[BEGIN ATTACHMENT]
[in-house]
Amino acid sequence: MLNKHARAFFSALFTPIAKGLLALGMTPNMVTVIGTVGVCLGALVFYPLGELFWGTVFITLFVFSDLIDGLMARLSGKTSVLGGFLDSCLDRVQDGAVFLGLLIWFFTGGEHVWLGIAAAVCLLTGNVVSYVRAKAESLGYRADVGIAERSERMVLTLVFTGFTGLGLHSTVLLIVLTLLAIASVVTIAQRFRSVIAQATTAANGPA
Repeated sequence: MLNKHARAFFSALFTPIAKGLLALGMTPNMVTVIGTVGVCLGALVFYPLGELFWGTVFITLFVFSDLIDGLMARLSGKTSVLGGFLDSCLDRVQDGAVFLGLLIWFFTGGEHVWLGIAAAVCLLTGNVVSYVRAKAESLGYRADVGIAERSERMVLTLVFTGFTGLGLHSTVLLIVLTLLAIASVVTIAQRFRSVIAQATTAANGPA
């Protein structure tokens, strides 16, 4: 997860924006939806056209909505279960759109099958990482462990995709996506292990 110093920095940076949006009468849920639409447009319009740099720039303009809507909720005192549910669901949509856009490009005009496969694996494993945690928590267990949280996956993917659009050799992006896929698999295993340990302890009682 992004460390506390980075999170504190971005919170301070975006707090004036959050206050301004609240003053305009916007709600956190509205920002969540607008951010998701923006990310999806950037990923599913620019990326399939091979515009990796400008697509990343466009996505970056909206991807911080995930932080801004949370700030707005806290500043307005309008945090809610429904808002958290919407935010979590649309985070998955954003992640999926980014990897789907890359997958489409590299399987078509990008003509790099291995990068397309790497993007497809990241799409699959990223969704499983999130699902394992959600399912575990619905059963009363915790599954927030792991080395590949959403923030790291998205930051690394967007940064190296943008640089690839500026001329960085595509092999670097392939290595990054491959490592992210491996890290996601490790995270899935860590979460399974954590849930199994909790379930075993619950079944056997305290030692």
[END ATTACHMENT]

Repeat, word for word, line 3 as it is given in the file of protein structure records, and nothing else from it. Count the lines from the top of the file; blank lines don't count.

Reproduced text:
Repeated sequence: MLNKHARAFFSALFTPIAKGLLALGMTPNMVTVIGTVGVCLGALVFYPLGELFWGTVFITLFVFSDLIDGLMARLSGKTSVLGGFLDSCLDRVQDGAVFLGLLIWFFTGGEHVWLGIAAAVCLLTGNVVSYVRAKAESLGYRADVGIAERSERMVLTLVFTGFTGLGLHSTVLLIVLTLLAIASVVTIAQRFRSVIAQATTAANGPA